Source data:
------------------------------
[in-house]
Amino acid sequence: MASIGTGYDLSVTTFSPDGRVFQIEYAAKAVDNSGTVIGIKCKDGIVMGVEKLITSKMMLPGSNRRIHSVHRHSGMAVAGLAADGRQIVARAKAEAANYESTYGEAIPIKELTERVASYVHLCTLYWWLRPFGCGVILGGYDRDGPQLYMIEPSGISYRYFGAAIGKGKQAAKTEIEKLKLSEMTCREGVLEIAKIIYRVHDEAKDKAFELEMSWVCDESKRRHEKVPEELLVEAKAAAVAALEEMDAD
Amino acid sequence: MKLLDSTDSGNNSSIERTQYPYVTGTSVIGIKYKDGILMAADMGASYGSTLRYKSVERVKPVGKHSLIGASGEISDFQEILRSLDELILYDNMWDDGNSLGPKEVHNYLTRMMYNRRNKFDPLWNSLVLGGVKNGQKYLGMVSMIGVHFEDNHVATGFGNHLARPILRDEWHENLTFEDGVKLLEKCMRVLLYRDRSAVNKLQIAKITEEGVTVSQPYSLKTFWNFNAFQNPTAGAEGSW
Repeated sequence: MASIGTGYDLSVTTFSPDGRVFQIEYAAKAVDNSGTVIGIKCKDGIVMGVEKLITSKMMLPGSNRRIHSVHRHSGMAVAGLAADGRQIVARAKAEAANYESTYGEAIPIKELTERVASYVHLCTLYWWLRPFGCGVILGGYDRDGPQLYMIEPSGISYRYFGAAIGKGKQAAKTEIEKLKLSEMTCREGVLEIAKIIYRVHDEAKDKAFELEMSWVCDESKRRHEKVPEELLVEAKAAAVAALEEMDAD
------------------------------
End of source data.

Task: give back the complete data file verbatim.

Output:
[in-house]
Amino acid sequence: MASIGTGYDLSVTTFSPDGRVFQIEYAAKAVDNSGTVIGIKCKDGIVMGVEKLITSKMMLPGSNRRIHSVHRHSGMAVAGLAADGRQIVARAKAEAANYESTYGEAIPIKELTERVASYVHLCTLYWWLRPFGCGVILGGYDRDGPQLYMIEPSGISYRYFGAAIGKGKQAAKTEIEKLKLSEMTCREGVLEIAKIIYRVHDEAKDKAFELEMSWVCDESKRRHEKVPEELLVEAKAAAVAALEEMDAD
Amino acid sequence: MKLLDSTDSGNNSSIERTQYPYVTGTSVIGIKYKDGILMAADMGASYGSTLRYKSVERVKPVGKHSLIGASGEISDFQEILRSLDELILYDNMWDDGNSLGPKEVHNYLTRMMYNRRNKFDPLWNSLVLGGVKNGQKYLGMVSMIGVHFEDNHVATGFGNHLARPILRDEWHENLTFEDGVKLLEKCMRVLLYRDRSAVNKLQIAKITEEGVTVSQPYSLKTFWNFNAFQNPTAGAEGSW
Repeated sequence: MASIGTGYDLSVTTFSPDGRVFQIEYAAKAVDNSGTVIGIKCKDGIVMGVEKLITSKMMLPGSNRRIHSVHRHSGMAVAGLAADGRQIVARAKAEAANYESTYGEAIPIKELTERVASYVHLCTLYWWLRPFGCGVILGGYDRDGPQLYMIEPSGISYRYFGAAIGKGKQAAKTEIEKLKLSEMTCREGVLEIAKIIYRVHDEAKDKAFELEMSWVCDESKRRHEKVPEELLVEAKAAAVAALEEMDAD